Dolapo Akinkugbe ’16, whose musical career took off at Brown and has brought him as far as Abbey Road Studios, is ready to reflect on his undergraduate years as he looks toward the final performance of his collegiate days.
Akinkugbe first started playing piano when he was four years old, inspired by his pianist mother and musical family. From there, Akinkugbe started producing at age 14 and rapping at age 17. But it wasn’t until he had performed his first show at AS220 in downtown Providence as a freshman that Akinkugbe started pursuing music seriously under the name DAP — originally an initialization pronounced D-A-P that stood for Akinkugbe’s initials with the “p” for producer tacked on the end, it has since come to be pronounced as a one-word acronym.
Akinkugbe said his first official performance at AS220 changed the way he thought about his music, from something that he knew he wanted to keep in his life — either as a career or a hobby — to something he would pursue actively.
“I always loved music. … After my first show, I realized it was actually worth pursuing,” Akinkugbe said. “People actually really connected to something that I was doing.”
Despite his initial nerves taking the stage at AS220, Akinkugbe said he was surprised to watch as the crowd quickly warmed up to him and responded to his performance. Since that first show, Akinkugbe has gone on to perform across Providence. He has released four mixtapes and a collaboration mixtape with his friend, Shane Chubbz, as The Contract.
Now a senior, Akinkugbe is preparing for his last performance as an undergraduate — an April 29 event at the Colosseum in downtown Providence. Tickets for “The Last Class” are being sold online for $3 each, and the show is based on one of Akinkugbe’s earlier tracks of the same name. Ironically, the track, “The Last Class,” is the first song that Akinkugbe performed as an undergraduate at the University’s annual freshman talent show.
The April 29 show will also feature a performance from Impulse Dance Company and Akinkugbe’s guests, including Sebastián Otero ’18, Tone and Stella Mensah ’17, among others.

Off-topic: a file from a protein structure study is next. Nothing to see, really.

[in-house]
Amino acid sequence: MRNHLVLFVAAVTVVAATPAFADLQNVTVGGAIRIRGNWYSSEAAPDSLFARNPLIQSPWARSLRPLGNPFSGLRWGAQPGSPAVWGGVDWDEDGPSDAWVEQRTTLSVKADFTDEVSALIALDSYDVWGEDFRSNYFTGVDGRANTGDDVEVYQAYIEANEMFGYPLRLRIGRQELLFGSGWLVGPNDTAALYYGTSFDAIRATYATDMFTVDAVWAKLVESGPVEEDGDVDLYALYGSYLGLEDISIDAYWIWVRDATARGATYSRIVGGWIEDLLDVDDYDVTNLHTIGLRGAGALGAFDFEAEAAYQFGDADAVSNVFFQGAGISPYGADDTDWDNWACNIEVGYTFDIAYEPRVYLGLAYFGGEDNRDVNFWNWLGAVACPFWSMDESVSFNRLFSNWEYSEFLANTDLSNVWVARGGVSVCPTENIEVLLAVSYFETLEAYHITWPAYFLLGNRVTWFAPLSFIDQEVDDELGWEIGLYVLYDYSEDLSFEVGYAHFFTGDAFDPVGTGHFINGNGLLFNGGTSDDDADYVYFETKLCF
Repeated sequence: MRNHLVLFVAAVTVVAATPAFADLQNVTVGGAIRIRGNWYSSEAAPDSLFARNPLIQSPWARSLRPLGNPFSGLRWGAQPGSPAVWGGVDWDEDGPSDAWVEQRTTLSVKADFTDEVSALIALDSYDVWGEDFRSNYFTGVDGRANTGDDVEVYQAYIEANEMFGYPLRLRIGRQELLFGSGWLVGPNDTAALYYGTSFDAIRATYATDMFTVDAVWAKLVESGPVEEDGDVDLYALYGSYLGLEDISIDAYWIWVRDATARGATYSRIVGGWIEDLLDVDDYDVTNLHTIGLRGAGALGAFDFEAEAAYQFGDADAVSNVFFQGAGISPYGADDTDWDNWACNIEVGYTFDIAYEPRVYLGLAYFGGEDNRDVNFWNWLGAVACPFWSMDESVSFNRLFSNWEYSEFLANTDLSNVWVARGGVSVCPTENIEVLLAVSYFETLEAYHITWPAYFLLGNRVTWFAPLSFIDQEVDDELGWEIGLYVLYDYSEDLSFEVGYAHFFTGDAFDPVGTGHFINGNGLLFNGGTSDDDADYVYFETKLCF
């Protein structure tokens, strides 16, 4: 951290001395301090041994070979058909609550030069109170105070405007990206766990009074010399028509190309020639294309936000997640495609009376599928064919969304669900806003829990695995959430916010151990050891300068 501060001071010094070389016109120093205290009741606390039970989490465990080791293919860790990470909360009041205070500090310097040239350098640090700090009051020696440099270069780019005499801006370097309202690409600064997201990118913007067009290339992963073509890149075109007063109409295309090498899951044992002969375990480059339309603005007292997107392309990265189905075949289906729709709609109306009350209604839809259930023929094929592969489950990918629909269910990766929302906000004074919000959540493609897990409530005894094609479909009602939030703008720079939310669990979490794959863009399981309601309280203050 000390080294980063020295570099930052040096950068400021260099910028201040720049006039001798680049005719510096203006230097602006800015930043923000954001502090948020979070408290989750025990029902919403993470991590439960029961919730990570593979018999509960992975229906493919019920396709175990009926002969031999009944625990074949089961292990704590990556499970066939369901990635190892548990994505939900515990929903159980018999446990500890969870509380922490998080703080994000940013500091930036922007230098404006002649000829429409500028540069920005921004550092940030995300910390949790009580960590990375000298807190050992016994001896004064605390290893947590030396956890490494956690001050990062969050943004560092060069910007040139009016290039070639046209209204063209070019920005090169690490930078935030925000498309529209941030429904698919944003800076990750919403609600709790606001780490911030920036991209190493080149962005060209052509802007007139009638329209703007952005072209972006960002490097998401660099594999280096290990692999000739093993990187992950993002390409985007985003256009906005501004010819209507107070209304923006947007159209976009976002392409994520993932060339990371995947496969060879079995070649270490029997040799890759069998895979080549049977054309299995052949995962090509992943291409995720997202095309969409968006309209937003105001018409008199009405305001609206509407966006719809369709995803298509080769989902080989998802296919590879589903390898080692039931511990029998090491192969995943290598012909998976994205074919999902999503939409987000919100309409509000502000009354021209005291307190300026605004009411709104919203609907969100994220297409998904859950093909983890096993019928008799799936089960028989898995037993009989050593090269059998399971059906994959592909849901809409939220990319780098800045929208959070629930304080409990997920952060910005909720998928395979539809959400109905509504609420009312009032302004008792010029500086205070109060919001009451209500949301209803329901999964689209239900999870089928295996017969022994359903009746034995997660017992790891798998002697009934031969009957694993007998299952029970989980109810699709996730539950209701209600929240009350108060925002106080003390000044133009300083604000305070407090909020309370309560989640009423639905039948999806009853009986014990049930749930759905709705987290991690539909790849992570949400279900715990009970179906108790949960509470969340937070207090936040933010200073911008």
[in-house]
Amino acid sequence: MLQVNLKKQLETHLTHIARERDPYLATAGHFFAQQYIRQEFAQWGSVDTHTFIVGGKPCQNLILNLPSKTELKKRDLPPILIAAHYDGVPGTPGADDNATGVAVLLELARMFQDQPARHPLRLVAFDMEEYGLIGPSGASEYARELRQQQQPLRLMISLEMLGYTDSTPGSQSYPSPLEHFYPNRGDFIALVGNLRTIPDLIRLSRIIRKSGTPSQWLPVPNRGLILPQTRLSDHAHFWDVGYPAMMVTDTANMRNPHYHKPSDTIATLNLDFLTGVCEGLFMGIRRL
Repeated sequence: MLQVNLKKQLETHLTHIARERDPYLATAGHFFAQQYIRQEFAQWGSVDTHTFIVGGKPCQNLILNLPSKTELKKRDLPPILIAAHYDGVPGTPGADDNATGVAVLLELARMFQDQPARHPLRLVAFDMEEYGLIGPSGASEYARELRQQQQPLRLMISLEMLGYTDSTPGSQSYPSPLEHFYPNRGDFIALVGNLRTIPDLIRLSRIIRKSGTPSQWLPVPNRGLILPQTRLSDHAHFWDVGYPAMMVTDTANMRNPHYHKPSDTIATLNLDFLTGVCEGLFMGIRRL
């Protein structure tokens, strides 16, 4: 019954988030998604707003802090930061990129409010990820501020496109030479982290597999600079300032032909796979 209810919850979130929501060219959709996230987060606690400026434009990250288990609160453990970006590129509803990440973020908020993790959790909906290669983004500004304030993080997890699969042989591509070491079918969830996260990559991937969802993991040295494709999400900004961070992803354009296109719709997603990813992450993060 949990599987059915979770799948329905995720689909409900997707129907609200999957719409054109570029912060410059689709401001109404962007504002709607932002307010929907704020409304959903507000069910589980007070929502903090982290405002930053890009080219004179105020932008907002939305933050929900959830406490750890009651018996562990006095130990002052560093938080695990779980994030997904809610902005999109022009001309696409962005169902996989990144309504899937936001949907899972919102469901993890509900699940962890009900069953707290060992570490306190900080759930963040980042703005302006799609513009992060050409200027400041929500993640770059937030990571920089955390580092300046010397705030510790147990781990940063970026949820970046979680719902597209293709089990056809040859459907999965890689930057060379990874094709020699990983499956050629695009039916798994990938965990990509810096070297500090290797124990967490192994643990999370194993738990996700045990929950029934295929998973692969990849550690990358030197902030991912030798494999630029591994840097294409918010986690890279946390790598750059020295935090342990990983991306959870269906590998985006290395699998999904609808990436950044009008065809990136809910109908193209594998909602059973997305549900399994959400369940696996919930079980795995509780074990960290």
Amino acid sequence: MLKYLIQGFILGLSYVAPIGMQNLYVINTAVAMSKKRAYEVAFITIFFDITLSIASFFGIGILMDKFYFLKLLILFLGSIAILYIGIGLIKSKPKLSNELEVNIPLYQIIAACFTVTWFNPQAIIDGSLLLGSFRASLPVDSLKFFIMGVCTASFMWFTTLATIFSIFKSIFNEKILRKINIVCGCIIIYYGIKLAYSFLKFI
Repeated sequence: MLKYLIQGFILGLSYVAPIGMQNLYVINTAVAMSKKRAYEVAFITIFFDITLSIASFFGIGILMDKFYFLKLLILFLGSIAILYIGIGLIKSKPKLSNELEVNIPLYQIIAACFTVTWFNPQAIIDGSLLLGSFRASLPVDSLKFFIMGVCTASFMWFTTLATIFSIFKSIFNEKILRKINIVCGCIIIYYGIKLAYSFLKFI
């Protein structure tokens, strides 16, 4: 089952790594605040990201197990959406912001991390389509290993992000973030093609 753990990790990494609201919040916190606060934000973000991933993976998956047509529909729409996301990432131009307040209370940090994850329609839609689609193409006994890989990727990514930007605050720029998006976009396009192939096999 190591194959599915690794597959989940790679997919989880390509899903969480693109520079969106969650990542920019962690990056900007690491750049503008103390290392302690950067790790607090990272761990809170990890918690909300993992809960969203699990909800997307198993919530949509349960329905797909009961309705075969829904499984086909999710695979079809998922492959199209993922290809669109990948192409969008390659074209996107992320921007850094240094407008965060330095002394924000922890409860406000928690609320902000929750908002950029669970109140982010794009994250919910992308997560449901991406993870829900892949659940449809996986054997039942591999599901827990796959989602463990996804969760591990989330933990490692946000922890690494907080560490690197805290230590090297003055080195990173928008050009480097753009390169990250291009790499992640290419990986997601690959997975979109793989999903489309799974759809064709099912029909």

As Akinkugbe readies for the show, he is also preparing to release a new mixtape, a follow-up to his 2014 release, “GoodBye For Never.”
He said his last mixtape was his first to feel like a full, cohesive album.
“It really came together exactly how I wanted it,” Akinkugbe said. “I felt completely prepared lyrically, musically.”
It was this mixtape combined with another track, “Blue,” that helped Akinkugbe win a place among 84 other artists as a part of Converse Rubber Tracks, a competition that connects selected artists with mentors and then places them in one of 12 iconic professional recording studios. As a selected artist, Akinkugbe traveled to London to record at Abbey Road, paired with producer Mark Ronson and in-house Abbey Road producer Ken Scott.
Akinkugbe credits Ronson with making his recording experience at the legendary studio as comfortable and unintimidating as possible. “The main takeaway I had from the experience was that it wasn’t too soon,” Akinkugbe said. “I was worried before I got there that I wasn’t all-the-way prepared, but all my instincts kicked in as soon as I was in there.”
As part of Converse Rubber Tracks, Akinkugbe was also one of four artists featured in a documentary series airing on Noisey. The finished documentary, “The Undergraduate,” follows Akinkugbe’s life — from attending boarding school in London to living at Brown. The documentary also shows Akinkugbe recording at Abbey Road and performing at The Spot in Providence.
While Akinkugbe said it took a while to get used to having cameras follow him around campus — the film crew visited the University twice — he said that filming “The Undergraduate” was a “great first experience” working with film.
Akinkugbe plans to include two of the three tracks from his Converse Rubber Tracks-sponsored Abbey Road session in his currently untitled upcoming mixtape. This mixtape, still in progress, will mark a continuation of many of the themes and stories from “GoodBye For Never,” though with a more sonically “Nigerian influence,” he said.
Akinkugbe thinks of himself as a producer first and a rapper second. He often creates tracks by producing the instrumentals first, usually starting with a piano chord or a melody and then layering other instruments and beats around it with his keyboard. The lyrics often come after the initial instrumentation has been created, Akinkugbe said. The writing, then, is often “woven into how the instruments sound.”
Inspiration for his tracks is drawn from diverse sources. Akinkugbe said his primary source of inspiration is other artists and music — including Ab-Soul, Kendrick Lamar, Kanye West and Nick Hakim. But often inspiration can come from somewhere as unexpected as a conversation with a friend or the Ancient Greek and Latin authors he reads for his concentration in classics.
As Akinkugbe wraps up his last year at Brown, he is also trying to map out what his music career will look like post-graduation. Torn between his love of music and academics, Akinkugbe has elected to defer admission to Columbia Law School for a year to focus on his music.